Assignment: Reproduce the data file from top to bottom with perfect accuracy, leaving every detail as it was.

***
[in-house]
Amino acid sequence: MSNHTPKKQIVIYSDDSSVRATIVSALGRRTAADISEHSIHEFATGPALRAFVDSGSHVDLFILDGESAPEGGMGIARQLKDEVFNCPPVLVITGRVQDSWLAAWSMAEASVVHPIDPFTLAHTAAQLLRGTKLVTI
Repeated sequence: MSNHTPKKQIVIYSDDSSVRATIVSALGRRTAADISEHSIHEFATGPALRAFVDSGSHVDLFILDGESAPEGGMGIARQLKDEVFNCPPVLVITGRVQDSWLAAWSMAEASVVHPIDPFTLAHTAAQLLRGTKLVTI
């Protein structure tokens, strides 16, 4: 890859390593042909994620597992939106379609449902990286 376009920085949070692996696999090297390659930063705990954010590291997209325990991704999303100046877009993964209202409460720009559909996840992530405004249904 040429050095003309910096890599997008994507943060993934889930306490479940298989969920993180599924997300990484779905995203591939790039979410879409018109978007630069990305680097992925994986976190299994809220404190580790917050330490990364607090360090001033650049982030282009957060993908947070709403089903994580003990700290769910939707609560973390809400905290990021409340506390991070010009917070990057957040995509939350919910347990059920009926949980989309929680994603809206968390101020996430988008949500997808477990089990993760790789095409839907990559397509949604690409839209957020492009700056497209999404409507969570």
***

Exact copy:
[in-house]
Amino acid sequence: MSNHTPKKQIVIYSDDSSVRATIVSALGRRTAADISEHSIHEFATGPALRAFVDSGSHVDLFILDGESAPEGGMGIARQLKDEVFNCPPVLVITGRVQDSWLAAWSMAEASVVHPIDPFTLAHTAAQLLRGTKLVTI
Repeated sequence: MSNHTPKKQIVIYSDDSSVRATIVSALGRRTAADISEHSIHEFATGPALRAFVDSGSHVDLFILDGESAPEGGMGIARQLKDEVFNCPPVLVITGRVQDSWLAAWSMAEASVVHPIDPFTLAHTAAQLLRGTKLVTI
């Protein structure tokens, strides 16, 4: 890859390593042909994620597992939106379609449902990286 376009920085949070692996696999090297390659930063705990954010590291997209325990991704999303100046877009993964209202409460720009559909996840992530405004249904 040429050095003309910096890599997008994507943060993934889930306490479940298989969920993180599924997300990484779905995203591939790039979410879409018109978007630069990305680097992925994986976190299994809220404190580790917050330490990364607090360090001033650049982030282009957060993908947070709403089903994580003990700290769910939707609560973390809400905290990021409340506390991070010009917070990057957040995509939350919910347990059920009926949980989309929680994603809206968390101020996430988008949500997808477990089990993760790789095409839907990559397509949604690409839209957020492009700056497209999404409507969570």